Authors: Jino Kwak*, Northeast Asian History Foundation, Joseph Stoltman*, Western Michigan University
Topics: Political Geography, Asia, Cultural Geography
Keywords: Dokdo, territorial issues, South Korea, Japan
Session Type: Paper
Start / End Time: 8:00 AM / 9:40 AM
Room: 8216, Park Tower Suites, Marriott, Lobby Level
Presentation File: No File Uploaded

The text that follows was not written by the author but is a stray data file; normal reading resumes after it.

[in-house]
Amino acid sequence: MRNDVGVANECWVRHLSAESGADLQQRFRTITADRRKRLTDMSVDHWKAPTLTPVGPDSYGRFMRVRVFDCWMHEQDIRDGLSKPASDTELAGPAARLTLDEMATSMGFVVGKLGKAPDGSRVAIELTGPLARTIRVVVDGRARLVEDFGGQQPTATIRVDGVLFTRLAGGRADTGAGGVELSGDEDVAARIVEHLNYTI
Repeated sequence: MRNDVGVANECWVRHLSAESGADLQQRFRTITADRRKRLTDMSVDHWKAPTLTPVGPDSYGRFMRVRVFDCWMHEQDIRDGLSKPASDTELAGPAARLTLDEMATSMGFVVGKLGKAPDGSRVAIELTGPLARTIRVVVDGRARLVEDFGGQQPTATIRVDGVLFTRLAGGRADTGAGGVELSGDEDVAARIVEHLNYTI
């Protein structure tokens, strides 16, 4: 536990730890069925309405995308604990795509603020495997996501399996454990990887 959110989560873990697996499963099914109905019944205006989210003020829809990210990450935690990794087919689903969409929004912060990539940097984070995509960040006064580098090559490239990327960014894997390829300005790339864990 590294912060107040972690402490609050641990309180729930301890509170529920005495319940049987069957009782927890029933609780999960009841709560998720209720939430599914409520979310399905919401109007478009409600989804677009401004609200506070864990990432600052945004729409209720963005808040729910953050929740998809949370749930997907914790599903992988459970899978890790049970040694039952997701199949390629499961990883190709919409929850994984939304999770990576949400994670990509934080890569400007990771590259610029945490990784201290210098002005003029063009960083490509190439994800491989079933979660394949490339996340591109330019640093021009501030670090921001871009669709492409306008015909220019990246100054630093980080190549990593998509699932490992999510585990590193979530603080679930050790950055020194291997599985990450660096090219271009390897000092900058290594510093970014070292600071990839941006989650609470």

Dokdo is a small island of volcanic origin in the sea between the Korean Peninsula and the Japanese Archipelago. The recognition of Dokdo as the political territory of South Korea has been an issue between the South Korean and Japanese governments for decades. The issue has become a major disagreement between the two countries, especially since island territorial claims in East Asia have taken on great importance in the region. There are ten basic sets of evidence to support the South Korean claims to the island that are not widely known. The focus of this session is to present each of the documented sets of evidence that refutes Japan's claims to Dokdo. The refutation is based on evidence from historical documents and maps, as well as post-1945 foreign policy decisions that affected the region. The evidence will be discussed relative to changing contexts that affect the evaluation and contexts of territorial claims. The session is intended to promote discussions regarding territorial claims and the possible means to resolve issues, thus reducing geopolitical tensions that emanate from the issues.